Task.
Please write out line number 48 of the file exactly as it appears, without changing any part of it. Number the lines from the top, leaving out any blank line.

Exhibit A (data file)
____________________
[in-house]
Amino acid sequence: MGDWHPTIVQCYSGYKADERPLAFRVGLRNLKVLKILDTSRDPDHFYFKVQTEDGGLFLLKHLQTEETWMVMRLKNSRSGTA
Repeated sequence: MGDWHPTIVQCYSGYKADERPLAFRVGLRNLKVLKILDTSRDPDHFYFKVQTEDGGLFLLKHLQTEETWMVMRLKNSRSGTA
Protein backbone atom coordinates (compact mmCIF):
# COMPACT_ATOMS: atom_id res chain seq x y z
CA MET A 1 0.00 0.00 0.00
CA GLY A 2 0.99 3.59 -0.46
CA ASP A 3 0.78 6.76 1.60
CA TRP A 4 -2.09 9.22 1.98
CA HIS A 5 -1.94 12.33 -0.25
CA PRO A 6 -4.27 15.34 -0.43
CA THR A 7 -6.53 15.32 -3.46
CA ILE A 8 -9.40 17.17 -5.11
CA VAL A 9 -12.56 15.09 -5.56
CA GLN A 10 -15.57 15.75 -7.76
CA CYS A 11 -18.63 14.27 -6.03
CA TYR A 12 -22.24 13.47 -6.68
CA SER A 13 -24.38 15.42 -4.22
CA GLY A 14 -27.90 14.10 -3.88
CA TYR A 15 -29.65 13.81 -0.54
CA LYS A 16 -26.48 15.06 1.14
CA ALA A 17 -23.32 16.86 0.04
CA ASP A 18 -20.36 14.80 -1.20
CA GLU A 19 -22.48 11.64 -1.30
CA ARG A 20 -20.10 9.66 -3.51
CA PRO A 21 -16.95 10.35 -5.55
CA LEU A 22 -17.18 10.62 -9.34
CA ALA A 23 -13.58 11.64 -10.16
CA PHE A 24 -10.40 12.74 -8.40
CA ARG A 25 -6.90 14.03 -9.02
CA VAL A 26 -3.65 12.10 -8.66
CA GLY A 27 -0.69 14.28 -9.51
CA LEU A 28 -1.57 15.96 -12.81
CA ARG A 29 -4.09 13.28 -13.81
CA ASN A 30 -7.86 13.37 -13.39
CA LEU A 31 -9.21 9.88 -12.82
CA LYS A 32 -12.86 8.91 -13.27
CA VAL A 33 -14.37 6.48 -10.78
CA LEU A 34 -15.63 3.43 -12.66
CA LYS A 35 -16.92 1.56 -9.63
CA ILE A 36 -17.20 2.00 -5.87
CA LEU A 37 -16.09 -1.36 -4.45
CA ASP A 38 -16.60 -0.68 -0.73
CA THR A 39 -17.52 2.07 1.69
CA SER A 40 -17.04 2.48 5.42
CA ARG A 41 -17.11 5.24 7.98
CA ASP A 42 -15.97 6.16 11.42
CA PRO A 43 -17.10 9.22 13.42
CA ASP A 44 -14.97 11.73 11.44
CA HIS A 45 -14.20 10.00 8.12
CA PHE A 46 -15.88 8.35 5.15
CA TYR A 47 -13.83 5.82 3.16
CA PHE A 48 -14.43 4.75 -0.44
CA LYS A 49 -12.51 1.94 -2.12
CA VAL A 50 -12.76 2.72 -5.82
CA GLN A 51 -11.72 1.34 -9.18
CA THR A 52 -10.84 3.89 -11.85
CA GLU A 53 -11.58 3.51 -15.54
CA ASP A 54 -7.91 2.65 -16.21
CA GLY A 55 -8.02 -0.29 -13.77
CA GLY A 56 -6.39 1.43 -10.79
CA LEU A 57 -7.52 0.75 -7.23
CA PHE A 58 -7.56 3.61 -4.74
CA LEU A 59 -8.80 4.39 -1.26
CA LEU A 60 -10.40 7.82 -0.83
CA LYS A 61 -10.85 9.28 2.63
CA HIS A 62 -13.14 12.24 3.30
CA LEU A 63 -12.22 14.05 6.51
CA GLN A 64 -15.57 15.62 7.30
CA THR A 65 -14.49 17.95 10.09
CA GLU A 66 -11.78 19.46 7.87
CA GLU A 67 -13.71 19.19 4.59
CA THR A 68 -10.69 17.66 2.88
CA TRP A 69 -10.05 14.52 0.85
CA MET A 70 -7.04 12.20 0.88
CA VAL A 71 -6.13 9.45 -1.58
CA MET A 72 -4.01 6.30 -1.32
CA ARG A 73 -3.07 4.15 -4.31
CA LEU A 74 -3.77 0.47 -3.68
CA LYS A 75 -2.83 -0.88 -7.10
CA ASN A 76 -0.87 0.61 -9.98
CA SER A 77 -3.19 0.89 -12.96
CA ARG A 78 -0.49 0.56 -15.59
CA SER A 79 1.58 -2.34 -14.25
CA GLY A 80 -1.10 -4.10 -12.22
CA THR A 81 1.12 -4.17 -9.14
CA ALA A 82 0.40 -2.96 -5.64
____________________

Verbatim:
CA PRO A 43 -17.10 9.22 13.42